MCOs use drug plans to attract seniors

December 1, 2005

One reason so many insurers and health plans are sponsoring Medicare prescription drug plans (PDPs) is to attract traditional Medicare beneficiaries into the Medicare Advantage (MA) program. While there is considerable uncertainty about how stand-alone prescription drug plans (PDPs) will fare, insurers are willing to invest in the new drug coverage program to expand enrollment in local Medicare HMOs and PPOs, as well as new regional PPOs designed to attract seniors fearful of managed care.

One reason so many insurers and health plans are sponsoring Medicare prescription drug plans (PDPs) is to attract traditional Medicare beneficiaries into the Medicare Advantage (MA) program. While there is considerable uncertainty about how stand-alone prescription drug plans (PDPs) will fare, insurers are willing to invest in the new drug coverage program to expand enrollment in local Medicare HMOs and PPOs, as well as new regional PPOs designed to attract seniors fearful of managed care.

Almost 6 million elderly beneficiaries-14% of Medicare patients-now belong to MA plans. Both government and private analysts expect that number to double to 12 million by the end of the decade, with some projections much higher as seniors opt for MA plans with drug benefits (MA-PDs). At the National Medicare Rx Congress in Washington last month, Dale Wolf, CEO of Coventry Health Care, described the Medicare prescription drug program as the "largest jump-ball opportunity in a generation" for health plans to expand.

CHEAP DEALS

Such results rely on MA plans offering lower out-of-pocket costs for seniors. "HMOs will be the cheapest option," pointed out Tom Scully, former head of the Centers for Medicare and Medicaid Services (CMS), because some FFS patients will end up paying $300 a month in premiums when one adds up fees for Medicare part B, Medigap and a PDP plan.

While many seniors initially may decide to join a PDP in order to keep their current doctors, MA-PDs will be more cost-effective, noted Bob Atlas of Avalere Health. MA plans are able to spread administrative and marketing costs over a broader revenue base and can manage drug usage better through provider networks. The average MA-PD premium for the coming year is $19 per month, compared with an average of $37 per month for PDPs. Moreover, one-third of MA-PDs are offering zero-premium drug coverage options. In addition, some MA plans are offering extra benefits plus extended drug coverage (usually for generics) for seniors that exceed the basic benefit.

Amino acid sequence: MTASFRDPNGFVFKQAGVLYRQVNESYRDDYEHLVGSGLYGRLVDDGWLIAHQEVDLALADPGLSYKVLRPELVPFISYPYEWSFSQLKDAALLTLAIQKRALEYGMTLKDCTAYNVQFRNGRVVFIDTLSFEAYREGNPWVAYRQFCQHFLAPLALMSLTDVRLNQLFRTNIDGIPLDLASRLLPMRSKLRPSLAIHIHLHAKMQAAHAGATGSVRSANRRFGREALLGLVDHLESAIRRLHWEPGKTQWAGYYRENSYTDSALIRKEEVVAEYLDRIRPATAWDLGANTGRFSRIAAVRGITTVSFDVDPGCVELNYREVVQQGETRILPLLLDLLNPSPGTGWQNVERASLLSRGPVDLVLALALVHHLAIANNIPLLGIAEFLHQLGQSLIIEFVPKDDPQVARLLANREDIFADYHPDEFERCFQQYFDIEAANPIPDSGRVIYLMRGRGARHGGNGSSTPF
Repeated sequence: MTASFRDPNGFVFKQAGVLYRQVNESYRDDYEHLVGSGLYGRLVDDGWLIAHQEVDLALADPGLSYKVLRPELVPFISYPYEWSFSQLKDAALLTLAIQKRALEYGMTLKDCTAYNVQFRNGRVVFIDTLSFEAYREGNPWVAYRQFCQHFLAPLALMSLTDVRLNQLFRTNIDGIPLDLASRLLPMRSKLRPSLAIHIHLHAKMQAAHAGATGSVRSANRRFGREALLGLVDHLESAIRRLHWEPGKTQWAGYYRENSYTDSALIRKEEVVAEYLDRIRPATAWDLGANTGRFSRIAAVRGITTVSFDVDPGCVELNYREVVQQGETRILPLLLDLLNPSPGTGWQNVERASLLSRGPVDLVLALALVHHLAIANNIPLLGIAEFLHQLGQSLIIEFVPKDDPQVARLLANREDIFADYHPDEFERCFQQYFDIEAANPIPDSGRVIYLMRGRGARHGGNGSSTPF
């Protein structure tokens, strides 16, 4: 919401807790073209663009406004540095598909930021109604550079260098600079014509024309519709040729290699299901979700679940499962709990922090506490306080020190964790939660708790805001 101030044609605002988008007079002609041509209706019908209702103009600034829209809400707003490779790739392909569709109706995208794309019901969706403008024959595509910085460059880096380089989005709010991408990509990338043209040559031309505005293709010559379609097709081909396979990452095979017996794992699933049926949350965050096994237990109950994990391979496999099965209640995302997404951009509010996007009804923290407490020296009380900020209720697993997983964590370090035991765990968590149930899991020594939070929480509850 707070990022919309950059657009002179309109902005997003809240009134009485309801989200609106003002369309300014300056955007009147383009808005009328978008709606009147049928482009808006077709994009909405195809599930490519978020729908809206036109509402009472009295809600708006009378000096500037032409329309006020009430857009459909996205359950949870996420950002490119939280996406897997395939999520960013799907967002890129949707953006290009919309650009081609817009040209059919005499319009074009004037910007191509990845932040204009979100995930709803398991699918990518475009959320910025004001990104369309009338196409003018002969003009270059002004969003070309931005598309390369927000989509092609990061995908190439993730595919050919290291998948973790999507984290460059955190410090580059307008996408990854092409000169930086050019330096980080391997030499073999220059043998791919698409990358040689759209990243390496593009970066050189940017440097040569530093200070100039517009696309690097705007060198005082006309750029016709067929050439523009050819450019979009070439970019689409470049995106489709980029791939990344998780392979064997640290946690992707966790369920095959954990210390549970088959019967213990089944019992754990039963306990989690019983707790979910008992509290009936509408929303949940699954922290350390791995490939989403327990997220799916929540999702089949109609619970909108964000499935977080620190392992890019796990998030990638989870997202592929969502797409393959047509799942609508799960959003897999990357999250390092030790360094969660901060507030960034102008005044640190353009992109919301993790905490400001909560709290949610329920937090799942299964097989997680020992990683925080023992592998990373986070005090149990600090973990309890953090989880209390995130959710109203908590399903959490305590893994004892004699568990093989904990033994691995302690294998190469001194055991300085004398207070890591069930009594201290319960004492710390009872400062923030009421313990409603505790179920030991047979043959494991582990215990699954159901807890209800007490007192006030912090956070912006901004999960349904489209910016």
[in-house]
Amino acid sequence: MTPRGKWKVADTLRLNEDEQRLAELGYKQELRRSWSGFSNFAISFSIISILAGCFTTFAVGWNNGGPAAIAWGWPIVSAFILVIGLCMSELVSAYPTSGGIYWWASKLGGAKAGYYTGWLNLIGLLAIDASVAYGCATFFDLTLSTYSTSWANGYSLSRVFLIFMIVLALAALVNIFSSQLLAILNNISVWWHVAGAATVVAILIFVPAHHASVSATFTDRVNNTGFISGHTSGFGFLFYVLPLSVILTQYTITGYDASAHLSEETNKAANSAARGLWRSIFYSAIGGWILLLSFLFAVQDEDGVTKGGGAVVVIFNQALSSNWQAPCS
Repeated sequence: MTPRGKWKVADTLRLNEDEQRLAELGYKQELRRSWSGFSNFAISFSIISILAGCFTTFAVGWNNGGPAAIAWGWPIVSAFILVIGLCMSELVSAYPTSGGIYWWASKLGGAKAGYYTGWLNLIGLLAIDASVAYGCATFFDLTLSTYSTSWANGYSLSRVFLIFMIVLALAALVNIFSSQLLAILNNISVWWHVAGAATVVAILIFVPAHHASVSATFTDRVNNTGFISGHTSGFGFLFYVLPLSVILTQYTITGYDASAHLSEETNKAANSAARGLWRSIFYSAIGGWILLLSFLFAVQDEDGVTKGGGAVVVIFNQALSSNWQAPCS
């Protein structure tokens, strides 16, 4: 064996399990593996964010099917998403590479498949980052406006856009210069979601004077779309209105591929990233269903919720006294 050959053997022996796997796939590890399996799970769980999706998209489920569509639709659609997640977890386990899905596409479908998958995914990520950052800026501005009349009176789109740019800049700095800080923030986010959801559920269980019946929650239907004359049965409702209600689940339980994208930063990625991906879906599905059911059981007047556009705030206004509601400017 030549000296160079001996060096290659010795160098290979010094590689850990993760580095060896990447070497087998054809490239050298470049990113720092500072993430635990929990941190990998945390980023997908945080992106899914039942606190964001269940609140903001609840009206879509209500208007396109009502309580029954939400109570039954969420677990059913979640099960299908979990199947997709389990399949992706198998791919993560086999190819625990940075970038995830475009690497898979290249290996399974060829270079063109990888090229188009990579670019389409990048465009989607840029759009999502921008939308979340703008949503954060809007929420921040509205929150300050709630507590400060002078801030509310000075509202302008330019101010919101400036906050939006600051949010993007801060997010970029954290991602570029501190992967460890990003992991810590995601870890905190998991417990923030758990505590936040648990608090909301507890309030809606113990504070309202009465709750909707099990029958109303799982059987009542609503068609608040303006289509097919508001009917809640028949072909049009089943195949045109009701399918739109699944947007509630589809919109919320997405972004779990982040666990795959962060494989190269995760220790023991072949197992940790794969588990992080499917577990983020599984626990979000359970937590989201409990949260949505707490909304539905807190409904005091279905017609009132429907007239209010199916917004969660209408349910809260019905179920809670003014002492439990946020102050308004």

SCUTTLING STABILIZATION

The bright outlook for MA plans could dim considerably if pressure to cut Medicare spending prompts Washington policy makers to squeeze MA payments, as has occurred in the past. Critics of managed care point to higher payments to MA plans (107% of prevailing FFS rate) as the reason plans can afford to reduce premiums.

In fact, Congress already is proposing to eliminate the $10 billion "stabilization" fund established to support PPOs in rural areas. Senate Finance Committee chairman Charles Grassley (R-Iowa) says that heavier-than-expected competition makes the emergency fund unnecessary, and that cutting it provides a good way to reduce government spending in order to finance Hurricane Katrina relief efforts.

The managed care community strenuously opposes such action: "Now is not the time to change signals," protested Karen Ignagni, president of America's Health Insurance Plans (AHIP). With significant attrition predicted in the crowded PDP and MA-PD markets, signs that the government will not remain a strong business partner could undermine the MA program before it has a chance to grow.